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Birth Plan Series: How your prenatal care impacts your birth

Updated: Feb 4, 2020

When we think of birth plans, we often think of all of the things that happen at the actual birth. We need to broaden that discussion and think about how your prenatal care impacts your entire birth experience.

Evidence-based care begins with shared decision making

How do you want to approach decision making about your prenatal care? Midwives strive to provide an environment where the client and midwife share the decision making about prenatal care. What this means is that the midwife provides the client with information, discusses that information with the client, encourages the client to do her own research, and then they come together again to discuss choices. The midwife and client discuss the client's needs and desires, and then balance that with evidence and the midwife's professional expertise, in order to come to a decision the client feels good about.

How does this impact your birth? When you know your provider's norm is to engage you in decision making, you know that your wishes will be taken into consideration if something comes up unexpectedly during your birth. Rather than having something done to you, your provider will do for you. Big difference.

Time is precious

How much time does your care provider spend with you during your visits? What happens during that time? Midwives tend to have long visits (usually 30-60 minutes) with their clients. This gives the client ample opportunity to ask questions and learn more about ways she can stay healthy and maximize her baby's health. Often, education is wrapped in discussions the client and midwife have about everyday happenings in the client's life. They talk about nutrition, perhaps sharing recipes and resources for wholesome foods. They talk about stressors and how to manage that stress. Time is spent getting to know what is normal for the client, so that something abnormal sticks out like a sore thumb.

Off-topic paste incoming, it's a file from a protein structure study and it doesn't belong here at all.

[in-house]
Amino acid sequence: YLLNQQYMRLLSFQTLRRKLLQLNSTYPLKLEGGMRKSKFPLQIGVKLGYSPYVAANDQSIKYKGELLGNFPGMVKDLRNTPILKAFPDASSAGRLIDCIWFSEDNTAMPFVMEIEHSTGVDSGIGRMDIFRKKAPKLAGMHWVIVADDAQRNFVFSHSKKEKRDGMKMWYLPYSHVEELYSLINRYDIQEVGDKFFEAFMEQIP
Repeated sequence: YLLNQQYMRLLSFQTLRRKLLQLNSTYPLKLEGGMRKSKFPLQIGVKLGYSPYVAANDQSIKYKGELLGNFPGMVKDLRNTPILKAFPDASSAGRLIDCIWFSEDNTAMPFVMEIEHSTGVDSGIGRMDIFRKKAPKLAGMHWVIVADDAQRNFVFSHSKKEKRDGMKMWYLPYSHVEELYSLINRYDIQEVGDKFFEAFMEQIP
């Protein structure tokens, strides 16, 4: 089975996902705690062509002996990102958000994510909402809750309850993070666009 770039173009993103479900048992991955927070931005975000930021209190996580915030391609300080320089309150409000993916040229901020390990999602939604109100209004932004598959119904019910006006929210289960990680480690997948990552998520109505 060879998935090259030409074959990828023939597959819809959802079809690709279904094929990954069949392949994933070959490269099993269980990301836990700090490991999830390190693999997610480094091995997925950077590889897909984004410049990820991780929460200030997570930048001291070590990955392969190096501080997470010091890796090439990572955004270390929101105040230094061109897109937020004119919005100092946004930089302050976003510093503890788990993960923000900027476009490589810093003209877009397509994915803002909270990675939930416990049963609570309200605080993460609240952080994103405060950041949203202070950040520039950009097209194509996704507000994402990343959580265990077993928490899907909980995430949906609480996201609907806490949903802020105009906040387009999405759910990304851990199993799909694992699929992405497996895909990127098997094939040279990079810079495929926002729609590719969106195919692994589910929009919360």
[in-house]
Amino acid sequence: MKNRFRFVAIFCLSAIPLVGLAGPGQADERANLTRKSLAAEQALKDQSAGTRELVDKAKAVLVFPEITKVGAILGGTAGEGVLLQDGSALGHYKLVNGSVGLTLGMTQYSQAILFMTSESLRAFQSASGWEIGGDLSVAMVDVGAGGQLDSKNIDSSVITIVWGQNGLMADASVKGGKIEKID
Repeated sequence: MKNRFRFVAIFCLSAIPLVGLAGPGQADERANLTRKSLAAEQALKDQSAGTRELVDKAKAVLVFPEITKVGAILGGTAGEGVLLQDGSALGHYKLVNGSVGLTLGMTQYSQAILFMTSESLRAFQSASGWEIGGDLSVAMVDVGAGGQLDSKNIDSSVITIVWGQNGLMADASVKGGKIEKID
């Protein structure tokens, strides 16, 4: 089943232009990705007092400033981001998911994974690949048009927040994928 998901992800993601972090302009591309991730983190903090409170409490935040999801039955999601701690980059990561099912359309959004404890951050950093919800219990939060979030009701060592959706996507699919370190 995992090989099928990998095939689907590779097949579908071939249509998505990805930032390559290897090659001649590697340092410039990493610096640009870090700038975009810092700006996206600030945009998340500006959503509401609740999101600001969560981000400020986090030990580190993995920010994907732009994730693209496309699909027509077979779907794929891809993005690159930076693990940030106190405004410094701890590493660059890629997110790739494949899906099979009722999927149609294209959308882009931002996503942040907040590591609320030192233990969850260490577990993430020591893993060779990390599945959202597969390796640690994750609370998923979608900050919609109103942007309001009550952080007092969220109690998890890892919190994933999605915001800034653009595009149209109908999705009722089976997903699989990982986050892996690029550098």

How does this impact your birth? If a provider takes time with you prenatally, she is likely to take time with you during your birth. You are less likely to feel rushed or like you're on a clock during your birth if your provider has demonstrated that she will give you the time you need during your prenatal care.

Respect for your body

Does your provider ask before touching you? It seems like such a small thing, but it is really important. If your provider asks before touching your belly or taking your blood pressure, the control over your body remains with you.

How does this impact your birth? If your provider doesn't ask permission to touch you, how can you trust that your body will be respected during the birth? Sometimes, things come up unexpectedly during birth, but it is rare that there would not be time to involve you and ask your permission before touching you.

Your family is part of your care

Does your provider engage with your family during your visits? Does she ask them if they have questions? Does she encourage your children to help during the visit?

How does this impact your birth? If your goal is a family-centered experience, it is really important that your care provider establish a relationship with your family. If she includes your family in your care, you know you have a provider who cares about helping you have a family-centered experience.

Access to care

Does your provider make it easy for you to contact her outside of your visits? Some providers have really tight boundaries around their personal time. While everyone needs to have boundaries and guard their personal time in order to avoid burnout, you need to know that you can contact your provider about concerns and questions that can't wait until your next visit. How will you do that? Are you able to email her directly? Can you text her or call her with questions?

How does this impact your birth? If you have a provider who is accessible between visits, it's easier to figure out how to figure out if you're in labor, manage prodromal labor (labor that is long and isn't progressing), and when to come to the birth center (or when the midwives should come to your home).

Openness to your ideas

Does your provider encourage you to provide a birth plan? Some providers feel threatened by birth plans and will belittle their importance. This is a big red flag.

How does this impact your birth? If your provider is not open to your ideas prenatally, she is much more likely to ignore your wishes during your birth. If you are to have the birth experience you want, you need your provider to be open to your ideas and to hear you when you tell her what you want for your birth.

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